A Conversation with Sheila Fell: detailed background notes to the compositions

landschaft 030

Available to listen to and buy at Bandcamp

Release date: 29 June 2022

Format: digital download. Artwork and typography by Landschaft.

The work explained

'A Conversation with Sheila Fell' (b1931, d1979) is my response to a particular set of circumstances, leading me to Sheila’s corpus of art works; an embodiment of landscape viewed through the lens of Sheila’s eye and art practice. The circumstances are the back story and are mine: the discovery of this artist through a slim exhibition catalogue ‘Sheila Fell, The South Bank Centre 1990, no ISBN’ found in a second-hand bookshop in Southwell, Nottinghamshire, a settlement I would describe as a cathedral village, dominated by Southwell Minster set in rolling unremarkable landscape set back some miles from the Trent Valley. The magic of this small discovery prompted my musical response. My ideas crystalised from the moment I read this slim volume – cataloguing a series of exhibitions, December 1990 to August 1991.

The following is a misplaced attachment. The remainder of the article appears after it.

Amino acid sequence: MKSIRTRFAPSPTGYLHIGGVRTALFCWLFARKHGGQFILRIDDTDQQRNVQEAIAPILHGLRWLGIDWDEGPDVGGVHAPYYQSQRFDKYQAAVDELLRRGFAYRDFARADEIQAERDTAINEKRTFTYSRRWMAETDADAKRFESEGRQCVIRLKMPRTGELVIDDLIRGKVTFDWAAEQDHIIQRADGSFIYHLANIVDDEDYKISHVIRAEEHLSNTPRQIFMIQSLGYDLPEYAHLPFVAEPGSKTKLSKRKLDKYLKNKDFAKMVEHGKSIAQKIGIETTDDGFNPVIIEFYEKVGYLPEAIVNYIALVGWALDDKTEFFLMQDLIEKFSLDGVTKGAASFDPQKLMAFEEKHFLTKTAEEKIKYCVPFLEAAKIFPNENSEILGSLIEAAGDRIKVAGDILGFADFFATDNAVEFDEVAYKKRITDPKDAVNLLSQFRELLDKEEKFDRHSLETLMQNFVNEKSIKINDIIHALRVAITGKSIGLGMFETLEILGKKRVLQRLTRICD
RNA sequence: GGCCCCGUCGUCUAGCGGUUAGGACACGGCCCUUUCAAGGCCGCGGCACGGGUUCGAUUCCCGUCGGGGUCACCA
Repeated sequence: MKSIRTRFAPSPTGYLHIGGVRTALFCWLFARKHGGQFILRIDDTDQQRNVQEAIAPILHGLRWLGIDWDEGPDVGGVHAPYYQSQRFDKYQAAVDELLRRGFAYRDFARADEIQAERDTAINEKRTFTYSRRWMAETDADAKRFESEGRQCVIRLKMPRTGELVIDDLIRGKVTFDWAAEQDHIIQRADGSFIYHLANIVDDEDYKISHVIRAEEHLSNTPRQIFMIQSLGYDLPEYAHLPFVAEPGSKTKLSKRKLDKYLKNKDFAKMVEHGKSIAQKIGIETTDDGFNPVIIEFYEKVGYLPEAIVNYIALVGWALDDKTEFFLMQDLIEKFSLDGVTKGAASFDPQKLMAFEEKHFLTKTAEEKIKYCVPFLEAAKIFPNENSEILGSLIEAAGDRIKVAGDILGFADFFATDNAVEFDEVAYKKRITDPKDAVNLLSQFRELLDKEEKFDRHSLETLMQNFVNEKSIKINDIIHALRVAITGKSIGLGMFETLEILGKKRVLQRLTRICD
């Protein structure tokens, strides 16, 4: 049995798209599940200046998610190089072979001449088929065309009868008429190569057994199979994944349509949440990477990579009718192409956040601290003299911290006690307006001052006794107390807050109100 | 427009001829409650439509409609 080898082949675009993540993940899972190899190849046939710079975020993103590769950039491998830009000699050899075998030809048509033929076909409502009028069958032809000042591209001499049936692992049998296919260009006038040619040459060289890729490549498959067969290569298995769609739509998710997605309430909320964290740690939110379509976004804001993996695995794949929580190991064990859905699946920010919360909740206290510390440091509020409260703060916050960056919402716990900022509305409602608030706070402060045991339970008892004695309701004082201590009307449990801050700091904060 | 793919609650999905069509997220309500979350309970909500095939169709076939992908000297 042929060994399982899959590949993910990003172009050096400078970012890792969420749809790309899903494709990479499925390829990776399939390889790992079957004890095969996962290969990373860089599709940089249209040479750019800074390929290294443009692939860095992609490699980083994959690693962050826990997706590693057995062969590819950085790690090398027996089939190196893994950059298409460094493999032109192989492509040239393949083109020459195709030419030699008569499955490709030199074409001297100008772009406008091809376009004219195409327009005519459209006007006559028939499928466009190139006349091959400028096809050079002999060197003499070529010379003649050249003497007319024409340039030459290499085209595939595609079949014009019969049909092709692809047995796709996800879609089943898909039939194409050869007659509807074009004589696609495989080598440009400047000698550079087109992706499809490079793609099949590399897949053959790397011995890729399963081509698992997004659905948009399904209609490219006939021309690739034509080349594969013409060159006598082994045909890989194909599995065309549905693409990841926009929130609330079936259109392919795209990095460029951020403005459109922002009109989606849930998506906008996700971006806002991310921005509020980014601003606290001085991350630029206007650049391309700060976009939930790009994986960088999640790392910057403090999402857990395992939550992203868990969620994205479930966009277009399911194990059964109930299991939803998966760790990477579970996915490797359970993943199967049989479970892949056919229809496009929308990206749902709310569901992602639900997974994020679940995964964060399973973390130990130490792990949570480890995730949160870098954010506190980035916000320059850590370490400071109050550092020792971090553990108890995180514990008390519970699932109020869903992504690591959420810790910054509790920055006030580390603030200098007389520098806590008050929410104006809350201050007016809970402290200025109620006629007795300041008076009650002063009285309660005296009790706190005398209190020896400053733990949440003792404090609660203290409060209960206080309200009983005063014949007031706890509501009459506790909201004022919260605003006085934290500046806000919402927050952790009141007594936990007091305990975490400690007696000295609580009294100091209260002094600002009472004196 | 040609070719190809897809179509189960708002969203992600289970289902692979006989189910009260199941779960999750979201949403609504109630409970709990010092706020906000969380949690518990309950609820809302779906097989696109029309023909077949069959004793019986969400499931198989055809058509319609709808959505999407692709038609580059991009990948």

1990, 11 years after the death of Sheila Fell. This was the first retrospective of her work. Is she overlooked as an artist? I don’t know the answer to that question, but she is represented in major collections: Tate, Liverpool Walker, Royal Academy, Arts Council and others and extensively in private collections. The internet is thin on detail except that a Cumbrian gallery is offering her work in the £ tens of thousands bracket. Sheila was supported by LS Lowry for part of her art journey, I was surprised to learn and struggled it would seem. So maybe not overlooked, but inobtrusive.

Her work is elemental. Paint and Canvas the pigment carved in thick impasto, reminding me of Lowry – but marked (largely) by an absence of the human form. A sort of Lowry antithesis of un-peopled bleak rural mountain-scape.

I was transfixed.

So this my response: Landschaft 030, ‘A Conversation with Sheila Fell’. Eight piano works, some lightly supported by instrumentally ambiguous tone backgrounds and counterpoint.

The opening title work I have kept raw and stark, a mirror of the less travelled landscapes of Cumbria. The pedal-stops that form punctuation in this work define the points of reflection. It is split into four statements, the third of which is a period of silence before a brief coda conclusion. The pieces then move through largely reflective, mood works to the end; Horizon:

1. A Conversation with Sheila Fell

2. No Poem Marks this Place

3. A Meeting Point pt I

4. North British

5. The Reading Room

6. Calluna

7. A Meeting Point pt II

8. Horizon